We presented a total of four workshops at CreAcción in the course of our visit, covering the “anti-globalization” movement in the US, confrontational unemployment as a tactic in the North American context, autonomy, and women’s sexual and reproductive health. Attendance ranged from two dozen people to almost fifty, and everyone was very patient with the inconveniences of translation.
Just about every time we went to CreAcción we saw Yuri, the father of Nicolas, the fifteen-year-old anarchist beaten to death by riot police at the 2005 Mayday demonstration. Yuri helps to organize a group for survivors whose loved ones have been killed by police violence; they meet regularly at the space. Since his son’s death, Yuri has put a great deal of energy into social activism, and he is loved and admired by others who frequent CreAcción.
Mujeres Libres and Mujeres por la Resistencia
These two collectives developed several years ago around issues of women’s autonomy and resistance culture—focusing on access to reproductive care, women’s health, gender, and sexuality. The campaign for abortion access has been a powerful force in Colombia, bringing together women from a wide range of backgrounds. At first, the women of these collectives were subsumed within the mainstream campaign for abortion access; they then broke from the larger campaign, and now have earned respect and space within it for autonomous and horizontal organizing. Mujeres Libres is now defunct, while Mujeres por la Resistencia still meets, creating a space for women in punk. The women of these collectives are also working together on the campaign for reproductive access and to organize radically feminist programming in CreAcción Espacios.
Centro de la Cultura Libertaria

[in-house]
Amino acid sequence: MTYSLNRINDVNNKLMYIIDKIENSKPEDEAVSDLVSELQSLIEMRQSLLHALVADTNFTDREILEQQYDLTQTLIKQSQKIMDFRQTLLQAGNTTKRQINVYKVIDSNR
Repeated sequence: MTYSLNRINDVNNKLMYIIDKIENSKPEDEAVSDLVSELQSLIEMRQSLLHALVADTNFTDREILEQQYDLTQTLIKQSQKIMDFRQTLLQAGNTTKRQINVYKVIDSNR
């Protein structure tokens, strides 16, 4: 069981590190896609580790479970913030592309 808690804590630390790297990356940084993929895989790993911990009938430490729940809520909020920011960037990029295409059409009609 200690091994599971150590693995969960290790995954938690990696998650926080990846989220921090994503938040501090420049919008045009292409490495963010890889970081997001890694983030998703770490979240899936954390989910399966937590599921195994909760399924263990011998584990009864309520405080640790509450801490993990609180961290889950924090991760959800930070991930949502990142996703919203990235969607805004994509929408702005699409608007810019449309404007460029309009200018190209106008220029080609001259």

We presented a workshop on direct action at CCL, another social center a little farther north. CCL is smaller and has a more punk-oriented atmosphere. It, too, includes a screenprinting workshop, an infoshop, and a library, the last of which is much better stocked with anarchist materials than the one at CreAcción; there are also records for sale and a space for bands to practice. It seems to be frequented by a younger, feistier crowd.
Kino Pravda—named after an early Soviet school of filmmaking, literally “cinema truth”—is a radical documentary collective that began in the university eight years ago and has managed to maintain the same eight or so members ever since. We saw some of their work from the beginning of the decade, a blend of street footage and video collage following and explicating the anti-globalization movement in Colombia. Their more recent projects include a documentary on the participation of a youth group of clowns and puppeteers in last year’s official Carnival parade and an inside view of the secret ELN training camps that spring up in the countryside. The filmmaker responsible for the latter described the harrowing process of sneaking into a region of the countryside almost entirely surrounded by soldiers and paramilitaries in order to shoot the documentary; afterwards, when he was smuggling his footage out, the bus he was in was stopped by men in uniforms and he had to spin an elaborate story about his work as a geology student. Apparently persuading the guerrillas to let him film them was the least difficult part of the project.
The broad range of the three topics described—anticapitalist protest, popular arts, and guerrilla activity—indicates the broad-ranging approach the group takes to radical documentary work. Like others in Colombia, members of Kino Pravda spoke of the difficulties of maintaining autonomy in a context in which every faction wants either to absorb you into their camp or else lump you in with the opposition.
Before we knew what it meant, we saw impressive graffiti signed “Mefisto” in the streets downtown, inside the university, and on the walls of CreAcción. Later, we met members of the collective responsible for some of the most impressive street art in metropolitan Bogotá. They simultaneously provide the public with illegal art and publish a magazine promoting it, a risky combination that has not yet resulted in serious complications. They believe that youth countercultures in Bogotá are growing, and they’re committed to sharing new techniques and technologies while encouraging radical political content in graffiti.